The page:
This isn’t surprising, of course. Mendenhall suggested Americans were rushing to judgment on Bin Laden and that he had not been able to give his side of the story. He also said he wasn’t sure Bin Laden was responsible for the attacks on 9/11, and implied that the U.S. government was hiding the truth. These views are, if not exactly unusual in the U.S., still well outside the mainstream, and it would be surprising if Mendenhall were able to hold onto any endorsement deal at this point. I suppose this is why most athletes’ public personae are so bland.


Rashard Mendenhall Clarifies Comments About Osama Bin Laden In Blog Post

Steelers running back Rashard Mendenhall is clarifying his controversial recent comments about 9/11 and the death of Osama Bin Laden in a blog post. He writes that he does not support Bin Laden, and that he does support American troops.

That's when things get weird, however:

I wasn’t questioning Bin Laden’s evil acts. I believe that he will have to face God for what he has done. I was reflecting on our own hypocrisy. During 9/11 we watched in horror as parts of the world celebrated death on our soil. Earlier this week, parts of the world watched us in horror celebrating a man’s death.

Point taken that celebrating death might seem like a weird thing to do. However, Mendenhall absolutely did question "Bin Laden's evil acts," and it's amazing that he's trying to claim otherwise. He wrote:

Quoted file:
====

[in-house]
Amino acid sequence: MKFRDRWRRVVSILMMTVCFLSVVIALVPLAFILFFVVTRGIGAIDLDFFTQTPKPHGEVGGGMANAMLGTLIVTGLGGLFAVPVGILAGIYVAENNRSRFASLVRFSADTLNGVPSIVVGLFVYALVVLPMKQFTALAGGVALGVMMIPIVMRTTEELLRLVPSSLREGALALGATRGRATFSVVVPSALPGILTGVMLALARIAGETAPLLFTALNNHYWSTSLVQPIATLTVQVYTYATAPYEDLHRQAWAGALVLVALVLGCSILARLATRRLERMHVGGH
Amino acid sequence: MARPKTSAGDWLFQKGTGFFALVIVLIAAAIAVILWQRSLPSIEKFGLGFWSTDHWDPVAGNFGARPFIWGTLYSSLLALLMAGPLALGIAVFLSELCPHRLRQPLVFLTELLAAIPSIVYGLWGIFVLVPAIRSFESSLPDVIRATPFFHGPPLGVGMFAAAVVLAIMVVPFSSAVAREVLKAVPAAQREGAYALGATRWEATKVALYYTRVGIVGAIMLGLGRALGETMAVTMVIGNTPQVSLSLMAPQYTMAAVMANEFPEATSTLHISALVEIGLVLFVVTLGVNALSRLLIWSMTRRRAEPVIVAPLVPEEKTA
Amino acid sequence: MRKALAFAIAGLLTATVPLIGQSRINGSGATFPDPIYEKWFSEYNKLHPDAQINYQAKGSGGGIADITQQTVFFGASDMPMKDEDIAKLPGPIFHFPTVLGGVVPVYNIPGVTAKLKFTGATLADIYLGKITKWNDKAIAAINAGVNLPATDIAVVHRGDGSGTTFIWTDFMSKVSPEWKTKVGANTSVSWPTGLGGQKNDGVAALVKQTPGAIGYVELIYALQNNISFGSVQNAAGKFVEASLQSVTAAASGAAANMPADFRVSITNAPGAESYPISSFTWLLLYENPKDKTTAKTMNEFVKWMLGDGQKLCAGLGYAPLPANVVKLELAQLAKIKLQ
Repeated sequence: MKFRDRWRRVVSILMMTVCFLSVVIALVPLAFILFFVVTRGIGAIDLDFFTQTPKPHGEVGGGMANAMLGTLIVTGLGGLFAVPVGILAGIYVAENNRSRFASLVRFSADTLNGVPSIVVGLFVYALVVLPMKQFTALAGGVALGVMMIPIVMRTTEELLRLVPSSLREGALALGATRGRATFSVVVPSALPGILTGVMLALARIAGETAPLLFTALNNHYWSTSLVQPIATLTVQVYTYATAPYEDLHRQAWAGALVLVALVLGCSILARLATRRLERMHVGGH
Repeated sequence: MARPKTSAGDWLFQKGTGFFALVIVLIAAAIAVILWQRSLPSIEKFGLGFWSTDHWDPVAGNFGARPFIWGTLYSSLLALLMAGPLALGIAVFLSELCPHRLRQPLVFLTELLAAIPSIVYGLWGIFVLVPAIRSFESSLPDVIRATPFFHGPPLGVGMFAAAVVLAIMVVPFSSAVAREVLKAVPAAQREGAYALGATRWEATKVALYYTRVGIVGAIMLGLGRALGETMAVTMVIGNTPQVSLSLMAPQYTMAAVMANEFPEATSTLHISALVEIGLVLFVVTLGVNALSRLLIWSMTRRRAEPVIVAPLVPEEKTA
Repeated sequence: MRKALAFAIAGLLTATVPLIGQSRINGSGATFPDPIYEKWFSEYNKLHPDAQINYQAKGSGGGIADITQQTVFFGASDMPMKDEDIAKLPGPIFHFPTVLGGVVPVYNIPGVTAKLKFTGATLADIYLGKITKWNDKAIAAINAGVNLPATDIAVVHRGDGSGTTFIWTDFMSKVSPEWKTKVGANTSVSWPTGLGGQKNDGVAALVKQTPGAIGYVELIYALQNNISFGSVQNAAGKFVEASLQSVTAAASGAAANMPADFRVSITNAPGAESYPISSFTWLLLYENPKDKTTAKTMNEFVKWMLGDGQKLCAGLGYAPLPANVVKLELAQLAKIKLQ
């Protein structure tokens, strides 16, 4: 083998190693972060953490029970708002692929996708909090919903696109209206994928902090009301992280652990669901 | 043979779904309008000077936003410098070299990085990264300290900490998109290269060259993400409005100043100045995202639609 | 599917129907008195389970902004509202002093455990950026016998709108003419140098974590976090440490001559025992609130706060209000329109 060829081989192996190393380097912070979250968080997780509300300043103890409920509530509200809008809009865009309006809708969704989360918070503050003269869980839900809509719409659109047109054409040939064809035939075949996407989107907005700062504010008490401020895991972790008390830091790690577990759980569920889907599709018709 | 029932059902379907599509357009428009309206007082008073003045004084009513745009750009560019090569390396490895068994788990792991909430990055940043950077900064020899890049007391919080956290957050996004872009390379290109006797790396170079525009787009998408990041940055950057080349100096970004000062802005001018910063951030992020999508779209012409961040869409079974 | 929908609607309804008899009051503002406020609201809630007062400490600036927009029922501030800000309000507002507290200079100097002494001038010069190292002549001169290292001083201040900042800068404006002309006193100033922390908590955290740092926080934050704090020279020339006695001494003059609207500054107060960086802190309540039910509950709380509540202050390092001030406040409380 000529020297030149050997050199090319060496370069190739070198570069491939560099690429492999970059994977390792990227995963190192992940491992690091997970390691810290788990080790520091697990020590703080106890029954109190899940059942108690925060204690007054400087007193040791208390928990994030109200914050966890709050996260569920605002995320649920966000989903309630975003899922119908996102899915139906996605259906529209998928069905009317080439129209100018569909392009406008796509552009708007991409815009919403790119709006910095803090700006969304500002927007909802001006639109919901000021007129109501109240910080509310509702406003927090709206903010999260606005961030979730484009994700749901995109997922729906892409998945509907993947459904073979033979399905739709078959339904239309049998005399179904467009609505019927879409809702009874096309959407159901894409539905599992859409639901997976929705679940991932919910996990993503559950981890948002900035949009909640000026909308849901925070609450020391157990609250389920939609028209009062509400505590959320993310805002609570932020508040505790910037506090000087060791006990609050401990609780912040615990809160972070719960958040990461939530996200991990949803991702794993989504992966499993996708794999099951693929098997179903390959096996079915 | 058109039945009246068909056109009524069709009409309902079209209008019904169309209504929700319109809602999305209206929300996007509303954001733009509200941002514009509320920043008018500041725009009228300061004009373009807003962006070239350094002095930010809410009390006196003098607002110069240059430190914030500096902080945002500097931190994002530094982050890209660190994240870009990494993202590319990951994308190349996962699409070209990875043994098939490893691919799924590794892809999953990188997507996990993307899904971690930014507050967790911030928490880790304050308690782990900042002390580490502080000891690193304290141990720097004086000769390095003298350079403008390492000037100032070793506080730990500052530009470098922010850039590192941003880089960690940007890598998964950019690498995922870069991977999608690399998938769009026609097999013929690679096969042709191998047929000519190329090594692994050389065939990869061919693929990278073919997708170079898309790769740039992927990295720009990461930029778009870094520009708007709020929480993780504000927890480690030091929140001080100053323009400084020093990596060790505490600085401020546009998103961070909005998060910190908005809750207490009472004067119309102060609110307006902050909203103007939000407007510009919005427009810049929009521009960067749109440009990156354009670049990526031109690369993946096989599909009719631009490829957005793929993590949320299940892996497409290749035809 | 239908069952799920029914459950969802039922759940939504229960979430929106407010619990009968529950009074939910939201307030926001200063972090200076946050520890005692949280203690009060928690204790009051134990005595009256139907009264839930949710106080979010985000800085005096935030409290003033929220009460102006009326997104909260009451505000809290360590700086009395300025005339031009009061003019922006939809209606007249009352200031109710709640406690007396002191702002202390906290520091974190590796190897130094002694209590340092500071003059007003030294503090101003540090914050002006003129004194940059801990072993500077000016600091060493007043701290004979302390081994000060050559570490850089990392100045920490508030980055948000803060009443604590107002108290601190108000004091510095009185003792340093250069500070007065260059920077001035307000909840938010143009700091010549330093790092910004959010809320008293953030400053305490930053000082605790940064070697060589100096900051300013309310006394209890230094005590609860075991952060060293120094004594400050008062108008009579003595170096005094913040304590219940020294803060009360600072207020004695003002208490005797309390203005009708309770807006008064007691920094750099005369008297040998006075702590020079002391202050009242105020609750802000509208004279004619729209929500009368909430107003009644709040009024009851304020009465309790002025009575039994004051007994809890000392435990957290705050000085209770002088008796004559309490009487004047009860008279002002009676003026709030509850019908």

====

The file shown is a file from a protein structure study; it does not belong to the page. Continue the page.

I'm not convinced he was even behind the attacks we have really seen no evidence to prove it other than the gov telling us

Mendenhall might not be questioning the acts themselves, but he's certainly questioning whether Bin Laden had any role in them. That tweet, and at least one other that questioned whether it would be possible for an airplane to knock over a skyscraper, have since been deleted. In his recent statement Mendenhall appears to be taking for granted that Bin Laden was behind 9/11, but that wasn't the case at all when the original series of tweets came out.

Although I think Mendenhall's original comments were idiotic, I support his right to make them, and I don't think we should shame athletes with unconventional views into silence. However, this recent blog post is less a "clarification" of what Mendenhall actually said than an attempt to pretend that a lot of what he said didn't actually happen.

For more on the Mendenhall controversy, check out this post about whether Mendenhall could be traded, and this one about the Steelers' response to his comments.